It didn't suit their narrative.
I found it all incredibly embarrassing, and I include the statement from the Professional Footballers' Association in that because I thought it was disgraceful. Where was your support to those players whose livelihoods were affected by a computer generated system last year?
Maybe because I've always been the underdog throughout my career I like to look out for those teams down the divisions and not just focus on the 'Big Six', and I think criticism and support should be consistent for what is happening to the smaller clubs as well as the big boys.
Then you have the slogan 'Football is for the fans, it's driven by the fans'.
What b******t and utter naivety.
It should be, but in the real world football is business first and foremost. When I was a player, and I've alluded to this before, I basically had to turn myself into a business to have a career in the game. Players are now commodities, money rules and fans are just seen as consumers.
For instance, would last year's Scottish Premiership have been able to conclude if they didn't need to start their big money new television deal with a new season in August?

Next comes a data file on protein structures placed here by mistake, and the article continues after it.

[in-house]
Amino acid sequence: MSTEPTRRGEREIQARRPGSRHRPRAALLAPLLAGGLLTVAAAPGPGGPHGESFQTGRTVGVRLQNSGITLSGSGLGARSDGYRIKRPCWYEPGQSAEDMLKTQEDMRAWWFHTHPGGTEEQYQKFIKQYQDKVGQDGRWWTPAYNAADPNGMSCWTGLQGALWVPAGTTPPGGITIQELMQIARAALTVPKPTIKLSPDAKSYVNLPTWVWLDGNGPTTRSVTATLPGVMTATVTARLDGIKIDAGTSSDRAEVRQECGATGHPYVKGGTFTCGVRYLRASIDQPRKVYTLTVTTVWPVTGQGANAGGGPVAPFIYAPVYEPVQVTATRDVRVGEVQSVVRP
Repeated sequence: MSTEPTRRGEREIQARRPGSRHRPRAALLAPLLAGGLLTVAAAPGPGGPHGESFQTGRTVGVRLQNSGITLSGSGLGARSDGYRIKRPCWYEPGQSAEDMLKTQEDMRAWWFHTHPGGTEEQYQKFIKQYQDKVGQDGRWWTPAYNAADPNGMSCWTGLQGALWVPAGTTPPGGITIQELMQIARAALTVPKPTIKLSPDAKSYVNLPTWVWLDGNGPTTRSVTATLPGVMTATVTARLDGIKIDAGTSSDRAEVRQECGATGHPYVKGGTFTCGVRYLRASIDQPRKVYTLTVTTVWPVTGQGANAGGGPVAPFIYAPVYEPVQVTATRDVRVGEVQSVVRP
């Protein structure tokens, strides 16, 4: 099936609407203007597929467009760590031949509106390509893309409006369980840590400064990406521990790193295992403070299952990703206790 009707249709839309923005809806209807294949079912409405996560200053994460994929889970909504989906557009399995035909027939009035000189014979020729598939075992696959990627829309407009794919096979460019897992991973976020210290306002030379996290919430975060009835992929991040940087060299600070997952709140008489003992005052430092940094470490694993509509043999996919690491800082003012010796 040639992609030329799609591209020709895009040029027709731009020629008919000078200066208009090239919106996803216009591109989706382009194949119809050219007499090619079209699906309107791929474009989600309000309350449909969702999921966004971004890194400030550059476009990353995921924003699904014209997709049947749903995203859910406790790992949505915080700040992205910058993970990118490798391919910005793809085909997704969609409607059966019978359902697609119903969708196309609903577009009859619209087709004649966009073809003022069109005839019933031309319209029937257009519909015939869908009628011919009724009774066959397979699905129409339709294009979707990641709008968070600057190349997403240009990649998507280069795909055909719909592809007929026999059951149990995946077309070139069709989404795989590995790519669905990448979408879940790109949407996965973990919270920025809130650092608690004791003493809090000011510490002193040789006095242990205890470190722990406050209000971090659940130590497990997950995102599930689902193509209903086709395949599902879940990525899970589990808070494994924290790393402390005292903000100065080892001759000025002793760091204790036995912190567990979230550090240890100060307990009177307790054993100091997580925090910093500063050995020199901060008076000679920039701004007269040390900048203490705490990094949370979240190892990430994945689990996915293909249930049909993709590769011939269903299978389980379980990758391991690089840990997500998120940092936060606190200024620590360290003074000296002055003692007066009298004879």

Those in business, and who are in charge of the purse strings, will always try and get bigger and stronger. Therefore, I'm convinced last week's European Super League leak, followed by an announcement, was more of a show of strength by the top clubs in world football. They were telling UEFA and FIFA, 'Look at what we can do if we really want to'.
It was no coincidence that news of the ESL broke on the eve of UEFA's all-powerful Executive Committee discussing reforms to the Champions League and just ahead of UEFA's Annual Congress - it was to cause maximum impact and dominate the agenda.
I'm glad the 'Big Six' in England relented because while I don't like the hypocrisy of some of the arguments, I agree it would be poor for football.
The best game I have watched this season was Bayern Munich against Paris St Germain in the Champions League but, as good as the match was, I wouldn't want to watch it every week. You don't always have to have the best of the best going up against each other to make it exciting.
Maybe because I'm from Northern Ireland I like to see the smaller teams go up against the big boys with the anticipation that there could be an almighty shock on the cards.
It's why I also view any new cross-border competition here with scepticism and believe it will simply be the big boys in both divisions becoming more powerful and to hell with the rest of them who must watch from the sidelines.